* Q4 sales volume speeds up, but pricing growth slows
* Company sees 2018 sales up 3-5 pct
* Announcement on dual structure coming “shortly” (Adds more on outlook, market reaction)
By Martinne Geller
LONDON, Feb 1 (Reuters) - Unilever reported a bigger-than-expected jump in fourth-quarter sales growth on Thursday, its best performance in six quarters, as emerging markets helped drive a rebound in the number of consumer products sold.
However, a sharp slowdown in price increases from the previous quarter kept shares in the maker of Dove soap and Ben & Jerry’s ice cream on the defensive, as investors worried whether it would be able to pass on rising commodity costs to shoppers.
Unilever - which spent most of last year reviewing its business after rebuffing a $143 billion takeover bid in February - said underlying sales rose 4 percent. Analysts on average expected 3.7 percent, according to a company-supplied forecast.
That marks an improvement from 3 percent in the first half and 2.6 percent in the third quarter. Unilever touted an improvement in some emerging markets such as India and Brazil.
Since the failed takeover bid by Kraft-Heinz, Unilever has bought back shares, committed to a margin target, struck a deal to sell its shrinking margarine and spreads business and announced that it wants to end its dual-headed Anglo-Dutch structure.
In November, it said it favoured a single structure but was delaying a decision on where it would be based, due partly to heightened political sensitivity over Brexit.
On Thursday, Chief Executive Officer Paul Polman said talks with the British and Dutch governments were progressing and an announcement would come in the current quarter.
The company also said it planned to complete the sale of the spreads business by the middle of the year, receiving about 6 billion euros that it will return to shareholders if it can’t find value-creating acquisitions to spend it on.
Underlying earnings per share for 2017 were 2.24 euros, above analysts expectations for 2.21 euros per share.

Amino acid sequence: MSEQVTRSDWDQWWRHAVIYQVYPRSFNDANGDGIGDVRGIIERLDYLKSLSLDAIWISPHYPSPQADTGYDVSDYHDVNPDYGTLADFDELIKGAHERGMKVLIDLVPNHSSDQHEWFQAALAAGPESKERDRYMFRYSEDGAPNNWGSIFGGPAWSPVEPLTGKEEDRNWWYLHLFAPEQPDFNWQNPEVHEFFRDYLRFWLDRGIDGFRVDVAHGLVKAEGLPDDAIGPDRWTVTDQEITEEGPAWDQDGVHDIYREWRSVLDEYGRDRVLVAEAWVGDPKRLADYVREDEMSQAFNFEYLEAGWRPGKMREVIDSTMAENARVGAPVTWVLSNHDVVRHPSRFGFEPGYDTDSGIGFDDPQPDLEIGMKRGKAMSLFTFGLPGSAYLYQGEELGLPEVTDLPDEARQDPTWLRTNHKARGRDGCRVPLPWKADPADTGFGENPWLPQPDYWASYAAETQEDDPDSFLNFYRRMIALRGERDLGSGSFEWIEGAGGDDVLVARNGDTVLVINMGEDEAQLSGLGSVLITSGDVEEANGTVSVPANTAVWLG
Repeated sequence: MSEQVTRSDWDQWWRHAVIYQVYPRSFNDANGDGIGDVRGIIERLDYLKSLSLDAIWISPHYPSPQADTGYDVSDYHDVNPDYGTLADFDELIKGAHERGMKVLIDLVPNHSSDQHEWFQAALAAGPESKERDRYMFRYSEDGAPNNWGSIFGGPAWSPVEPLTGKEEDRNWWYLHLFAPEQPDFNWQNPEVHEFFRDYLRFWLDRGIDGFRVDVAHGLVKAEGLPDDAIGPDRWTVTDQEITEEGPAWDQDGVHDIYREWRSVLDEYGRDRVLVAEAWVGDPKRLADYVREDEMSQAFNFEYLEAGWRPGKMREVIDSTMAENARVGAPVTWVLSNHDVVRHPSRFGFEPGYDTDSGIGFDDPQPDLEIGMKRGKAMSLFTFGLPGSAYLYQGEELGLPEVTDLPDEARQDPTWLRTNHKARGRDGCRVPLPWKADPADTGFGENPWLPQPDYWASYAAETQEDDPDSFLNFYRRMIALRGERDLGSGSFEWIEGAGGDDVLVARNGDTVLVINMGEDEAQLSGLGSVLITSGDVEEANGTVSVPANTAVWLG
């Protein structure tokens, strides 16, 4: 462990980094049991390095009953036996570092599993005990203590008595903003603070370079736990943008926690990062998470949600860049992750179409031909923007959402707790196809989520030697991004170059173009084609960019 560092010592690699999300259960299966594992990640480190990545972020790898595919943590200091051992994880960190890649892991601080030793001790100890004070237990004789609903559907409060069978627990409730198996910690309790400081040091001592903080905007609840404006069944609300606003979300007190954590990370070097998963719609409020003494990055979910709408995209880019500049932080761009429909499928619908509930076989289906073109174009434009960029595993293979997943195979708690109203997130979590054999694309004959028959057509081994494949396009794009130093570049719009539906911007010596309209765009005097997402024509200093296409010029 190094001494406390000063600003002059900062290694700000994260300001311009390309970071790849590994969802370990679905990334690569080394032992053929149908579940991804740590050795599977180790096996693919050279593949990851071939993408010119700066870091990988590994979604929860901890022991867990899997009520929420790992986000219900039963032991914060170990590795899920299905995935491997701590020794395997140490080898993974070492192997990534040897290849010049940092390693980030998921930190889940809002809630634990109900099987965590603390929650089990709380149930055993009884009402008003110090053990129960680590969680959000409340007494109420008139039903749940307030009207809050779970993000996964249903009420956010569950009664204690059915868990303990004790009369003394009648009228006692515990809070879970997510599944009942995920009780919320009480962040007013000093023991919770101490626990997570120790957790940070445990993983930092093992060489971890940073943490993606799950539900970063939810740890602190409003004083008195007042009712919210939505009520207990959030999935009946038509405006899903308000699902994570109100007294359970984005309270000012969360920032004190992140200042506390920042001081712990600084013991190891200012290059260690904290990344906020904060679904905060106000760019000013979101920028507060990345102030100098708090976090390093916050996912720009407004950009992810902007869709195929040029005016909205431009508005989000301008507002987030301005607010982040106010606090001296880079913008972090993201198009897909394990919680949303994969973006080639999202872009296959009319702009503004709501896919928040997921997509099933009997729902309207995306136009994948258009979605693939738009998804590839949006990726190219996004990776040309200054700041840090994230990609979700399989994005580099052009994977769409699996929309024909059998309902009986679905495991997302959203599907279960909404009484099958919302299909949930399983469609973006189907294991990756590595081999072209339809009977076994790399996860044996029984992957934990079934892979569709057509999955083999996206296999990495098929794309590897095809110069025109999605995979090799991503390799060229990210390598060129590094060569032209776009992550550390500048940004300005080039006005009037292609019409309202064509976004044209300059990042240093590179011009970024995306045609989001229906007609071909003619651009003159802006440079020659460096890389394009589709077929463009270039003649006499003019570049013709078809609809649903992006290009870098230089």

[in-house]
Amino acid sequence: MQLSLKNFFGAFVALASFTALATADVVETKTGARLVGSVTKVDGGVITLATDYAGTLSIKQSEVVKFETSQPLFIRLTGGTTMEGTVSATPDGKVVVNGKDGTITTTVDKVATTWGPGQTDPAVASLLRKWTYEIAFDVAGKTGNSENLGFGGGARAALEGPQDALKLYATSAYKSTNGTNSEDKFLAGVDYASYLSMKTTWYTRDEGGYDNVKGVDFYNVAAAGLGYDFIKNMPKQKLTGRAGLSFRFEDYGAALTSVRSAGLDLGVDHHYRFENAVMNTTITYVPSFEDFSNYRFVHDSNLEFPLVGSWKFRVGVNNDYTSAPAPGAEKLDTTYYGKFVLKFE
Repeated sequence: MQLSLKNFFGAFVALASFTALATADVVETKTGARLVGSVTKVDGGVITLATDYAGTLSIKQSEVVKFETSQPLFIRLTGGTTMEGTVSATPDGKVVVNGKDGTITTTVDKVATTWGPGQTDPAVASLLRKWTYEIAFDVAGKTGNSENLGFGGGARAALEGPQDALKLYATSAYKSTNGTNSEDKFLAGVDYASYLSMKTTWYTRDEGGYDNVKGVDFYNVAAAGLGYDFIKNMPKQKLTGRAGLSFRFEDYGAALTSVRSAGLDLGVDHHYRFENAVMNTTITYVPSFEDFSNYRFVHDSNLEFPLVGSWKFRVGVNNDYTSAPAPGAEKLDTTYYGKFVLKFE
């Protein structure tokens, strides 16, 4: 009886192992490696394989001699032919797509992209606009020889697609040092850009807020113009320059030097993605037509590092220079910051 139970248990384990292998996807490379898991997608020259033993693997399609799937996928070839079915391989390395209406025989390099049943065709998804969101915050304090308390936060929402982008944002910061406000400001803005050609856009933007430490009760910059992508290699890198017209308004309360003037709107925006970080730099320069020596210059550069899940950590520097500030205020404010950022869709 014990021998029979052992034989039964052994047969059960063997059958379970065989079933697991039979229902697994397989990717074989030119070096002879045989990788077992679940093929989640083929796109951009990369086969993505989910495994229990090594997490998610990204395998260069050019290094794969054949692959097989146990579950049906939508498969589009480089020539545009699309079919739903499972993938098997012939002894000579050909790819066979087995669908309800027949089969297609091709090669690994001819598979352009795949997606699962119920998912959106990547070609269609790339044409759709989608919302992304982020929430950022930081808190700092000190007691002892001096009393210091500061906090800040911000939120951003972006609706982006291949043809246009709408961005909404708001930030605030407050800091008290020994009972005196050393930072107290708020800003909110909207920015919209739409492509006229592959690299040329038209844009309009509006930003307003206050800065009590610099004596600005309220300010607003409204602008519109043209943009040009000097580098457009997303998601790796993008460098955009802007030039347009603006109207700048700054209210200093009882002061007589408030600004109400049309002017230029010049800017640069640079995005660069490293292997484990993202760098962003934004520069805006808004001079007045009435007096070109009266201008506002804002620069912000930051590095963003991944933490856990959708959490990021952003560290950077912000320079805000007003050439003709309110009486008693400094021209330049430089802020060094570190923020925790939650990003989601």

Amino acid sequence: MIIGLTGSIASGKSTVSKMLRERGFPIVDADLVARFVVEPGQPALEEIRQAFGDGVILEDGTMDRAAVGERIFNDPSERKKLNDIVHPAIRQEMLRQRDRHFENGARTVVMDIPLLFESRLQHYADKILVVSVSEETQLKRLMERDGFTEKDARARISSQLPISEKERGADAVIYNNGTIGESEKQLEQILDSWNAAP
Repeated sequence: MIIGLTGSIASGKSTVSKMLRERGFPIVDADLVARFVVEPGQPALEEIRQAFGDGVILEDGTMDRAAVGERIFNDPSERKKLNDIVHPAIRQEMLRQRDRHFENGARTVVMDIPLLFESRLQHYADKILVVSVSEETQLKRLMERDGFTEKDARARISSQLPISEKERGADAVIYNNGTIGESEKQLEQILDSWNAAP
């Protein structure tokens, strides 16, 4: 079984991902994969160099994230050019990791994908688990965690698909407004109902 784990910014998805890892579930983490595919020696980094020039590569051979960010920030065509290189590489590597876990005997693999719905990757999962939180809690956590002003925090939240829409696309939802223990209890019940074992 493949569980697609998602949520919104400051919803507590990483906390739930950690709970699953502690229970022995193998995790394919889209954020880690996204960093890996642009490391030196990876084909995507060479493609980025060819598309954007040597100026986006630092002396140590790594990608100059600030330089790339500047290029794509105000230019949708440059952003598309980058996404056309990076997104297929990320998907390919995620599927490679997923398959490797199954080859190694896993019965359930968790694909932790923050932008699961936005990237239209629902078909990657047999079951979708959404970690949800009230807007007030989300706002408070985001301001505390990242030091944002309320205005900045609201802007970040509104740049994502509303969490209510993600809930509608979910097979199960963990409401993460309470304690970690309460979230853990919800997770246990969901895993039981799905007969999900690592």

A strong ending to a tumultuous year did nothing to lift Unilever’s share price, which is still down about 12 percent since its disappointing third-quarter results.
In October, Unilever posted weak volume growth and investors feared it was due to cuts in marketing spending made under pressure to boost efficiency in the wake of the Kraft bid. Such cuts, they reasoned, would hinder growth longer term.
But growth in volume, or number of goods sold, jumped to 3.2 percent in the fourth quarter, from 0.2 percent in the third.
Yet, the company’s shares were roughly flat at 1318 GMT.
Analysts pointed this time to fears over pricing growth, which slowed from 2.4 percent in the third quarter to 0.7 percent in the fourth.
“I think what’s spooking the market is the dramatic collapse in pricing, particularly in Latin America and the worry that as commodity inflation resumes that will put the margins back under pressure,” said Jefferies analyst Martin Deboo, who has a “buy” rating on the stock.
Unilever and its peers are struggling with changing consumer habits that support the rise of independent upstart brands at the expense of traditional names.
In addition to its acquisitions, Unilever launched six new brands of its own last year, including a new line of personal care products called Love Beauty and Planet, and Red Red, a vegan snack pot inspired by a dish from Ghana.
“While the initial signs are encouraging, Unilever still has much to do if it is to sustain this momentum over the coming years,” said Charlie Huggins, portfolio manager at Hargreaves Lansdown, who holds Unilever shares. “The world for all consumer goods companies is becoming tougher.”
Looking ahead, the company forecast underlying sales growth of 3 to 5 percent for 2018 and an improvement in underlying operating margin and cash flow that will keep it on track for its 2020 targets.
It said pricing growth would be higher in the second half of 2018, due to commodity cost rises and low inflation in Latin America.
Reporting by Martinne Geller; Editing by Adrian Croft and Mark Potter